Original languageEnglish
Place of PublicationHelsinki
Number of pages86
ISBN (Electronic)978-952-11-3926-0
Publication statusPublished - 2011
MoE publication typeD4 Published development or research report or study

Publication series

NameThe Finnish Environment
PublisherFinnish Environmental Institute (SYKE)
No.24/2011
ISSN (Electronic)1796-1637

Fingerprint

life cycle
land use
soil quality
land use change
resource depletion
environmental impact
biodiversity
ecological footprint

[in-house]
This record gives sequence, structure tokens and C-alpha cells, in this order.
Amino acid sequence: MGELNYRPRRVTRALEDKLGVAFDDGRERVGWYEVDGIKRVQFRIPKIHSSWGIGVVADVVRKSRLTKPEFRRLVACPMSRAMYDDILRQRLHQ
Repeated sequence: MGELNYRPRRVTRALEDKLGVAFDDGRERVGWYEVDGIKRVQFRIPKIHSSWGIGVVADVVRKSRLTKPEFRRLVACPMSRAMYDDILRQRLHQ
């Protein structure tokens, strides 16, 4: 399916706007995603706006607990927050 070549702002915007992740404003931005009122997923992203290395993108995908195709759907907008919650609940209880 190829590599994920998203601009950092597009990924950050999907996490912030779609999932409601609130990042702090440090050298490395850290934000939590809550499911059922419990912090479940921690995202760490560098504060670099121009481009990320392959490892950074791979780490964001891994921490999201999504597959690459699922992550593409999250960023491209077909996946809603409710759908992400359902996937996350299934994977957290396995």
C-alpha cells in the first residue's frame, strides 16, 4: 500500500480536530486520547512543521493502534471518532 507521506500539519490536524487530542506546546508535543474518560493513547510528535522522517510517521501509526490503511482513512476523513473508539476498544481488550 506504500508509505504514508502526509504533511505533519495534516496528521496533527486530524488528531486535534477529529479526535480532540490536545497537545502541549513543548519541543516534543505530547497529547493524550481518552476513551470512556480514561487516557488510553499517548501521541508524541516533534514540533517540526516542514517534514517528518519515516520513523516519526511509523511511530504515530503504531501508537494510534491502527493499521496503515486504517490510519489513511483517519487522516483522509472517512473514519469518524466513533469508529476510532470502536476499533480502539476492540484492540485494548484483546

climate effect
assessment method
terminology
carbon cycle
water availability
carbon sequestration
land cover
greenhouse gas
indicator
water quality
productivity
methodology

Keywords

  • Land use
  • life cycle analysis
  • indicators
  • environmental impact assessment
  • environmental impacts
  • climate impacts
  • biodiversity
  • companies

Cite this

Mattila, T., Helin, T., Antikainen, R., Soimakallio, S., Pingoud, K., & Wessman, H. (2011). Land use in life cycle assessment. Helsinki. Finnish Environment, No. 24/2011
Mattila, Tuomas ; Helin, Tuomas ; Antikainen, Riina ; Soimakallio, Sampo ; Pingoud, Kim ; Wessman, Helena. / Land use in life cycle assessment. Helsinki, 2011. 86 p. (Finnish Environment; No. 24/2011).